Because I flew through these “not hard” books and loved that consumable quality in them—the writing student in me had to ask, why? What magic are these authors (YA authors, popular genre authors, commercial bestsellers) wielding on readers that I didn’t see? That I don’t possess? (And, incidentally, Dickens doesn’t possess—gods knows Nicholas Nickleby is not your average one sitting read, despite its “popular fiction” status in 1839).
Somewhere during those first two years of university courses, the flood of “not hard” escapist books, and the mentorship of Carolyn Haines, I learned to seek a well-told story versus a perfectly calculated turn of phrase. I could write a pretty sentence and even string a few together, making layers of subtext. But the magic of storytelling (the kind that sleep-deprives) eluded me. The power of a writer to keep someone awake reading five hundred pages while making them believe they can’t risk laying it down is immense. It changed the reader I am, and the writer I am.
These days, I read fantasy and romance YA novels for craft. I read slower, analyze them—ask myself why it works, map turning points and plot devices, and try to intuit why the author made the choices he or she made. But, I often still take a Saturday to read for entertainment.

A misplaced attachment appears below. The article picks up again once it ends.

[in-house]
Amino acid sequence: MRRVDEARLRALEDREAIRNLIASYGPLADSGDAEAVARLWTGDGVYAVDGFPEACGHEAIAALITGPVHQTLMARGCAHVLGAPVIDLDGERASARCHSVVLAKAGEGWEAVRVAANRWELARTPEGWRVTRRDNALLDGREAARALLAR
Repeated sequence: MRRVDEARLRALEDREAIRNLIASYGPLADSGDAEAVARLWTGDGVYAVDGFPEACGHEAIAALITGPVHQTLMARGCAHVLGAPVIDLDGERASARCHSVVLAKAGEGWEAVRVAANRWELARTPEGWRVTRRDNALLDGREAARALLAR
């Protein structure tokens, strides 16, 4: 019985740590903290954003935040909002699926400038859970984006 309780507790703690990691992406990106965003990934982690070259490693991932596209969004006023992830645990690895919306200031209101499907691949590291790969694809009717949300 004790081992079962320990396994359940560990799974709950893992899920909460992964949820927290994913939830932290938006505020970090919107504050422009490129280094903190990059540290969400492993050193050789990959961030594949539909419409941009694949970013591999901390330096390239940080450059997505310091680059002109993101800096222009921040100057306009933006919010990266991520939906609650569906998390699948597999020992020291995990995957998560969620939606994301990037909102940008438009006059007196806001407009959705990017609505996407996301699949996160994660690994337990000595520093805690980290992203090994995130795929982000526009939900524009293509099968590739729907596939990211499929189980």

Frankly, I read as a reader for the love of a well-told story. I read as a writer to learn all I can about the craft. Most people read for multiple reasons. Many read multiple genres. It’s the nature of reading—pleasure and information exchange. But ask me why I write what I write? I guess it’s because one day I hope to find an audience of readers like me—and, honestly, I want to keep them turning pages until morning.

Next Tuesday J answers Pea Prompt #1.
I anticipate at least one brief reference to apocalyptic zombies.

Peas out,

Tuesday, October 18, 2011

A Brief History and Explanation

(Well, as brief as we can make it...)

During the spring of 1907 2007, three mismatched misfits (university students who fancied themselves writers and reincarnates of a secret immortal ninja order) wandered into a graduate level writing workshop on a Wednesday at 6pm. They each selected one of a dozen coveted black rolling-chairs, sat, and stared blankly at each other from across the dull, dirty surface of a circa 1960 Formica conference table. Little did these ladies know – five years later – they would still be meeting every Wednesday, margaritas and cheese dip at hand, pushing each other to become better writers.